When a Purchase Order is approved, it goes out to the supplier who can reject it (if there is no contractual requirement), request a change order, or accept it and flip it to an invoice with as few as two clicks (if they intend to ship in full), or a few key field updates of unit fields (if they are fulfilling with a partial order). Once the invoice comes in, it goes into its own approval stream of 0 or more approvals (as rules can be configured so that exact-match invoices under a dollar amount are auto-approved), and when approved for payment, the ok-to-pay is pushed to the organization’s system. In addition, if the payment system is integrated, the platform will monitor for updates and update the invoice status when the invoice is paid.


The entry point to the buyer’s P2P application is the Dashboard that summarizes:

  • Requests awaiting their approvals
  • Their requests in process

LogicSource understands their target market are overworked, often don’t have Procurement as their primary role, and aren’t the most advanced on the Procurement ladder, and designed the entire application to be as simple and straightforward for the average buyer as possible, and make sure every screen takes them directly to what they want or need to do.


The buyer application has four primary options:

  • Create: which allows a user to create bid-and-buy projects, request estimates, create purchase orders (from existing approved supplier, blanket, or rate card POs), or enter a non-PO invoice that was received
  • Transactions: which allows a user to access their estimates, orders, invoices, reviews, and projects
  • Catalog: that allows the user to access their catalog(s) (which can be integrated or held separate), and which can be drilled into by organization (which limits the items that need to be searched and ensures the services and items that are found are those that have been approved)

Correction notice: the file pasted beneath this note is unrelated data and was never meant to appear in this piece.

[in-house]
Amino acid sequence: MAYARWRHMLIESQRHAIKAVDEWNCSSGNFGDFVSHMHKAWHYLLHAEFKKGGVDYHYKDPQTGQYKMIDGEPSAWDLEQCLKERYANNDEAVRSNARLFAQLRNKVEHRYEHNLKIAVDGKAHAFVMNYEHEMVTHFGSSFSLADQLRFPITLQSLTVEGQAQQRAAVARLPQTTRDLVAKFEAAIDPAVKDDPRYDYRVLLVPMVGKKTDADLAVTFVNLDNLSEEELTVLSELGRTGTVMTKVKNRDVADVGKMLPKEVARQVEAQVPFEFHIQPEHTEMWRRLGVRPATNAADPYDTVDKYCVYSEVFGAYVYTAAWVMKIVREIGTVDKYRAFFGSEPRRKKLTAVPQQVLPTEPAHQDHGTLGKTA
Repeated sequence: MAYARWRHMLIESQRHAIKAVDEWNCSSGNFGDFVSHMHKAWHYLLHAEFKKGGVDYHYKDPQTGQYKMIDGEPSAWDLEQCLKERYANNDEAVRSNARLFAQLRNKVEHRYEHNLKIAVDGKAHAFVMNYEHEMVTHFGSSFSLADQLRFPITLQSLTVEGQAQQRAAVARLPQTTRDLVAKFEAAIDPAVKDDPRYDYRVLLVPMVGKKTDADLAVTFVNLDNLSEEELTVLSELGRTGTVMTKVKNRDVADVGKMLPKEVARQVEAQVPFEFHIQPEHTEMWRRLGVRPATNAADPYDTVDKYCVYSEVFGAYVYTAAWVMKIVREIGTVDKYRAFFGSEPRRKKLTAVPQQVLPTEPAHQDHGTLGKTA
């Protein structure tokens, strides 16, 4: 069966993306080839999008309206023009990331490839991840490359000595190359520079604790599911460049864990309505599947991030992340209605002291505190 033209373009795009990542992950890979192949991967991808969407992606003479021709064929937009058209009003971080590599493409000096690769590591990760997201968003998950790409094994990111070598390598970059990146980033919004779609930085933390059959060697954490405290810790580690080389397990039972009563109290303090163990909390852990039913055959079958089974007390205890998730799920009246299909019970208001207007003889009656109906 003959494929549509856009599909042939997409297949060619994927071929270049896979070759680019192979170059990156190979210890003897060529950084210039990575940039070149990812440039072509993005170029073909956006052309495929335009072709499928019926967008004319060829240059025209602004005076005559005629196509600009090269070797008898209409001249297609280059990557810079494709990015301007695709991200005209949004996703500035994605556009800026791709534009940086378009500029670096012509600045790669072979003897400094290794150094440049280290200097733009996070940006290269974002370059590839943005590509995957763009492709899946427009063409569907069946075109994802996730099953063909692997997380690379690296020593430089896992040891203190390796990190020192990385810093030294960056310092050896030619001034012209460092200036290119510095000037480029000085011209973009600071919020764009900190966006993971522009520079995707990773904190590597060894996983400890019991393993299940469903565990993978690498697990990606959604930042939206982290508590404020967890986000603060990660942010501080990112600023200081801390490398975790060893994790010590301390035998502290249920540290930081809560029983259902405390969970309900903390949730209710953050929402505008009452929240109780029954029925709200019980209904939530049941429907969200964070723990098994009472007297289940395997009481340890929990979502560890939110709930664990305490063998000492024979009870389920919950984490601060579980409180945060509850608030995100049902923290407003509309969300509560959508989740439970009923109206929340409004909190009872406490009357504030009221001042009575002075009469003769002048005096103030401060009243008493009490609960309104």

• Analytics: that takes the buyer to the analytics application


Catalogs are hosted and work exactly as you would expect, with standard search, filter, and one-click select, but the level of item detail is deeper than you expect, and the ability to manage internal inventory, supplier commitments, volume-based pricing, and order minimums or maximums goes well beyond a standard P2P catalog. (Punch-out catalogs are coming, but the plan is to support hybrid or internal hosting as much as possible as their application supports more information and capability than punch-out catalogs.)

Search is by item id or description, and can be quick-filtered by category, supplier, status, keyword(s), and organization (which provide cross-catalog subsets relative to the different buyers and departments in the company). When a user selects a catalog, all they have to do is specify an order quantity to add it to a requisition.

When it comes to catalog item details, which can be seen upon drill in and maintained by the organizational administrator(s) as needed, the catalog will specify the internal item code, version, description, category (and subcategory), target organization, location types supported, keywords, whether or not the supplier is preferred, supplier part id, manufacturer item number, brand, more detailed description, inventory Unit of Measure, Quantity per Unit of Measure (i.e. there might be 50 gloves in a box), organizational item status, activation date, deactivated date if inactive, standard order quantity suggestion, organizational product owner, inventory manager, primary buyer, barcode, and any additional comments. In addition, the cost allocation can be pre-specified in the catalog item so the buyer doesn’t have to deal with it (and select the wrong/default “other” category all the time, which, of course, screws up analytics). Finally, if there is volume pricing or order limitations from the supplier, these can be defined as well as any commitments the supplier has made to item availability at the price points. (Supplier commitments are important as ordering against these can automate requisition approval as pricing and availability have already been confirmed and accepted by the organization.)